Growing up in a small town in rural Maine, my contact with others was limited. My sisters and I lived in a close-knit religious culture where sexuality was never mentioned. I was raised alongside three sisters, and as children, we created elaborate fantasy games and tried to find every Bible passage we could about powerful women and witches. The forbidden nature and the ritual of the occult fascinated us.

Our household was staunchly Christian. I witnessed the demonization of sexuality and femininity in our church, yet I was surrounded by powerful feminine energy. Though she was Christian, my mother read us books about witches of all kinds. Baba Yaga was always my sisters’ favorite.

I became obsessed with femininity, ritual, and the history that New England has with witchcraft. For the last six years, I have made images that document different interpretations of femininity in my life. As a young woman, I watched myself and my sisters go through the different stages of becoming women, in particular how girls changed from children to objects sexualized by older men. I create images about this transition into womanhood, examining strength but also the pressure to exist as a female. My photographs explore religion and the community I created with my sisters through portraiture, all being played out on the stage of a New England landscape.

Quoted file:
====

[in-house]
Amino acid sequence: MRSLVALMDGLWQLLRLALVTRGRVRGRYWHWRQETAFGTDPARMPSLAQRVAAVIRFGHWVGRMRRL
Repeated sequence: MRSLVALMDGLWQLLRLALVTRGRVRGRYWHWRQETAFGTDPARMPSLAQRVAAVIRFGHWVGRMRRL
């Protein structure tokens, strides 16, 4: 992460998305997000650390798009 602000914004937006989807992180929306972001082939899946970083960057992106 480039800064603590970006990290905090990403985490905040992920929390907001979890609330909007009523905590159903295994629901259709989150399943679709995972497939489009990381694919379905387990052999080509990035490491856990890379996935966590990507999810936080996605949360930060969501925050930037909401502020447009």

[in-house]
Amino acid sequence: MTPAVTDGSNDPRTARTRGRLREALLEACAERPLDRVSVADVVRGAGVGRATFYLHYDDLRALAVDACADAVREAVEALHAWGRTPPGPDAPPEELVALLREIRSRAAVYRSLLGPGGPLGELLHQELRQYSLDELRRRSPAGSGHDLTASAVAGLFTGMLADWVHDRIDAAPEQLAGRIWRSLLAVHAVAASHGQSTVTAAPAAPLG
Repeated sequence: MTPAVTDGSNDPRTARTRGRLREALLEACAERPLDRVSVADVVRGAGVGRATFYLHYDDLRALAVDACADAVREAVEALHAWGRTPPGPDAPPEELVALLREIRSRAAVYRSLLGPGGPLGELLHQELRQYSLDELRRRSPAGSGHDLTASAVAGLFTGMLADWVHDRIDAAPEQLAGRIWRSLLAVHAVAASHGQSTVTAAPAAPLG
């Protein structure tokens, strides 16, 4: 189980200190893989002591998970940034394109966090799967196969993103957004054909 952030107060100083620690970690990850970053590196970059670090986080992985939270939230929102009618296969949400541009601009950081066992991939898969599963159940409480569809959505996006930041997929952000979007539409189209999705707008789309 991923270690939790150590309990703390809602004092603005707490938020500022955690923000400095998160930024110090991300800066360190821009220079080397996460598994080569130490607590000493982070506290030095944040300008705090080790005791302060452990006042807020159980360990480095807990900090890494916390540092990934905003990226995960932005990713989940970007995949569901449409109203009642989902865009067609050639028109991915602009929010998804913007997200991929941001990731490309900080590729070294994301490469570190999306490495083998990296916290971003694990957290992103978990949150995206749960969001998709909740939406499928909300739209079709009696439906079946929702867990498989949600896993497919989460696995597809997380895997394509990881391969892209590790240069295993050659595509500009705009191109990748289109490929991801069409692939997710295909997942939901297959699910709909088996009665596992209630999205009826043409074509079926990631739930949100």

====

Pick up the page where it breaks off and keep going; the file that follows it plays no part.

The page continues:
In our religious cult of womanhood there exists a theater of eternal youth and femininity. We are confrontational while on display, finding our escape from this repression in the forests and seascapes of Maine.

—Tabitha Barnard

See all of the award-winning work by the 38 international photographers selected for the first annual LensCulture Art Photography Awards.